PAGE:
On-site work began at One Portsoken Street on the 30th of September, 2019. Weighing in at over 230,000 sq ft, it’s the largest design and build project in the UK. Oktra are upgrading the building’s infrastructure to provide both BREEAM and BCO design standards, and have managed to add 40,000 sq ft of floor space by re-optimising the interior. We spoke with Oktra CEO Peter Dalzell and Construction Director Phil Jones to find out how a project of such magnitude is shaping the business – and the industry.
“These projects are usually reserved for the more traditional companies, so the impact is far-reaching across the construction industry as a whole,” explains Phil. In expanding their offering, Oktra are changing what is expected from design and build firms by providing a turn-key solution to what has been considered, up to this point, a more traditional project.
“We had to look at the way we traditionally manage and procure our projects across the business,” says Pete. “We’ve set up the project to deliver through a more traditional style of management in terms of both skillset and discipline. We’ve got a strong delivery team from Assistant Management through to Director Level, along with dedicated Commercial Management and Design teams. The scale and complexity of Portsoken, delivering over 230,000 sq ft of commercial and retail units, is something the UK’s D&B market has never seen.”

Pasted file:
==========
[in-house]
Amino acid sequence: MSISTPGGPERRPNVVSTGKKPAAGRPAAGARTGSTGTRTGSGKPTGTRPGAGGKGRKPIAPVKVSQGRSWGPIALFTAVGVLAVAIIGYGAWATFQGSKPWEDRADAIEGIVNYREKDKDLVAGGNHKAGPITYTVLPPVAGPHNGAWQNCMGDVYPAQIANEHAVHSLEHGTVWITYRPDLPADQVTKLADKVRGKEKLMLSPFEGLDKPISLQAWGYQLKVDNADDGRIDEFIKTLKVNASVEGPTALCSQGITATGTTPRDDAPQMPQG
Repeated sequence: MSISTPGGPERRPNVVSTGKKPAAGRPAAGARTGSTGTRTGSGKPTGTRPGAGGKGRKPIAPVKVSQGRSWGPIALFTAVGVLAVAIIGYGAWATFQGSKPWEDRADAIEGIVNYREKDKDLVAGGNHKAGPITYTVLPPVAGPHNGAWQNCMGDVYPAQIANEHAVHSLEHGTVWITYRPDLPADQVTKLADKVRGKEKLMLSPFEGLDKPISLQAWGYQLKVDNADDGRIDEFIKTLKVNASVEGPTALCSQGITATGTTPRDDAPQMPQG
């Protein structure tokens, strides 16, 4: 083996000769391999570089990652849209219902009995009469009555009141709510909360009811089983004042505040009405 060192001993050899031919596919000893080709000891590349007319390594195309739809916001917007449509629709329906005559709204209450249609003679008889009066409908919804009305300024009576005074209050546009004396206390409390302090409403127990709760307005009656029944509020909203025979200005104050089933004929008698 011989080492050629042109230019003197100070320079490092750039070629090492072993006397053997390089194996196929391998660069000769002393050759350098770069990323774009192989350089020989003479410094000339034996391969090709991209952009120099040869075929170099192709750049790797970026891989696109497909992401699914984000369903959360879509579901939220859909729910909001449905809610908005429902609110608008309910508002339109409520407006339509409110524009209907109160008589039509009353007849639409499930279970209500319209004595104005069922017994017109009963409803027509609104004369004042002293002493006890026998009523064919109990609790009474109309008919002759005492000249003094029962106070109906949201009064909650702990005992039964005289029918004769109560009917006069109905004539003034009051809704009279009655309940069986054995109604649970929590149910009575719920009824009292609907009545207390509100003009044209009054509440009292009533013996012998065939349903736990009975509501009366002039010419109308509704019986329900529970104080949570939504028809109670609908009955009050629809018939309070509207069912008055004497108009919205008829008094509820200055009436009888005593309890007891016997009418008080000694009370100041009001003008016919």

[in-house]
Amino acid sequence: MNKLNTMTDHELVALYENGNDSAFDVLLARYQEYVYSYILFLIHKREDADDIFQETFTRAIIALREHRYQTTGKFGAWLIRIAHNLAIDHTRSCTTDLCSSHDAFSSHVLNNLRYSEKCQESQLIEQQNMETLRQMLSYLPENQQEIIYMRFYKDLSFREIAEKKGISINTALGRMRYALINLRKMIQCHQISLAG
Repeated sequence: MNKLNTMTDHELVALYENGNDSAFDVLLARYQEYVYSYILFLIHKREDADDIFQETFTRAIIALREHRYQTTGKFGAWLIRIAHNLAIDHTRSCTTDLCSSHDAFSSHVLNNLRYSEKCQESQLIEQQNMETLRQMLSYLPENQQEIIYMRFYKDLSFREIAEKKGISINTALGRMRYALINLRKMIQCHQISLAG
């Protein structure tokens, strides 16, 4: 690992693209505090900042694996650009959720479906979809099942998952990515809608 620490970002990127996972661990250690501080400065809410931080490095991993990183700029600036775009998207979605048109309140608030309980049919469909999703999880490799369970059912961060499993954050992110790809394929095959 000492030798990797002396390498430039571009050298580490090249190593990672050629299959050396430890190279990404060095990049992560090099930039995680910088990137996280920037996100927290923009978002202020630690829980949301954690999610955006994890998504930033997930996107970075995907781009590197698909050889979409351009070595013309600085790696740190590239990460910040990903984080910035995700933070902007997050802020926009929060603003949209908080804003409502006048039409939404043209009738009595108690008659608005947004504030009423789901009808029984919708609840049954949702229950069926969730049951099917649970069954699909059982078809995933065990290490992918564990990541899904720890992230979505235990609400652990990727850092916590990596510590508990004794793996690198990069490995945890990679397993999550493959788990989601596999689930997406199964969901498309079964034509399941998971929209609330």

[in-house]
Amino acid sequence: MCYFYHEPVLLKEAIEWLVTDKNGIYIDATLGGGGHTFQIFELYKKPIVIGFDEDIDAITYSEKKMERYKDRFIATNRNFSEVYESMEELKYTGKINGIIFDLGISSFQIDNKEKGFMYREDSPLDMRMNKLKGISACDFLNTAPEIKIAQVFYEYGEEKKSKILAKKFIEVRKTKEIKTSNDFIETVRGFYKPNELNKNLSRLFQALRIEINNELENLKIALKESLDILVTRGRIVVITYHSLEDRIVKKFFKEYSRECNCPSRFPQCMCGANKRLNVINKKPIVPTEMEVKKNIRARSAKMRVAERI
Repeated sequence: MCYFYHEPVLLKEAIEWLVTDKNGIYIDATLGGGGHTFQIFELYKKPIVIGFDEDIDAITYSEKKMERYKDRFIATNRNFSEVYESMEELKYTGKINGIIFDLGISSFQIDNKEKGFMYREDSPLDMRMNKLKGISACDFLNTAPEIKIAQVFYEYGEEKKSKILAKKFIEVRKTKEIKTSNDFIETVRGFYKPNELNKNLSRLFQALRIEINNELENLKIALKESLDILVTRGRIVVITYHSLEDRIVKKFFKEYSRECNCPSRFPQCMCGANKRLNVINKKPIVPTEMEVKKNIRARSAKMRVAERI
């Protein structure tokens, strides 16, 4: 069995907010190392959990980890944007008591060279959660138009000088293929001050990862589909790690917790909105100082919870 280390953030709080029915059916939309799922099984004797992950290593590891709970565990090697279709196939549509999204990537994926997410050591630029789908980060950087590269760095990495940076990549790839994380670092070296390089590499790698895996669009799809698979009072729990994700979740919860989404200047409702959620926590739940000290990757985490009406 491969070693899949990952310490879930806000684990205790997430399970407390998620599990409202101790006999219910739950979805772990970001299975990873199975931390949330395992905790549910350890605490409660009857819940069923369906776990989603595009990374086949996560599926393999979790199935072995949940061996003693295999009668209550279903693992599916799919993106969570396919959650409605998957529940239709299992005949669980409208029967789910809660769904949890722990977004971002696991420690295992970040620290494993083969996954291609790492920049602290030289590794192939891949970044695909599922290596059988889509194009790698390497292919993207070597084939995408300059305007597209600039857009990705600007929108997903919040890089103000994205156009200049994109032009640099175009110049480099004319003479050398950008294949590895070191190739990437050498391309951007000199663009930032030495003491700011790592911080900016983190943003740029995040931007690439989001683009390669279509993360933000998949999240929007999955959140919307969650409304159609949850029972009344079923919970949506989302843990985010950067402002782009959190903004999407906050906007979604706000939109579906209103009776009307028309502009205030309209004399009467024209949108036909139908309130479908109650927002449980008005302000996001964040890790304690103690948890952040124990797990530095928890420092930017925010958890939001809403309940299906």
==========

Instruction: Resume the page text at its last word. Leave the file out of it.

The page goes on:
Needless to say, this project isn’t a simple Cat B refurbishment, which is why Oktra have adopted an approach that fuses the magic of design and build with the methodical outlook of traditional procurement. “‘Speed thrills’ is one of the expressions that’s used in D&B – the faster you can get to the client and the faster you can deliver the answer, the better,” says Pete. “With Portsoken, there is still an element of energy required, but sometimes on a project with so many potential risks, taking a step back and thinking for a second is actually appropriate.”
By fusing the strengths of both traditions, Oktra’s operational culture is evolving to embody the best of design and build and traditional procurement. “That’s where Phil’s really important,” says Pete of the new Construction Director. “Phil comes from a more traditional background and he’s fitting in with our culture but, at the same time, he’s helping us tweak our culture to fit with something like Portsoken. Which actually gives us both strengths.”
Fully aware of how central the construction will be to the surrounding area, Oktra are making a concerted effort to generate a positive impact. The teams have built a clothing collection unit from repurposed site materials that will benefit local charities for the homeless, including Whitechapel Mission. The on-site team are also volunteering at Streetlytes, serving meals to the homeless community in Shepherds Bush, and will be leading a clean-up in Aldgate, clearing litter from the surrounding area.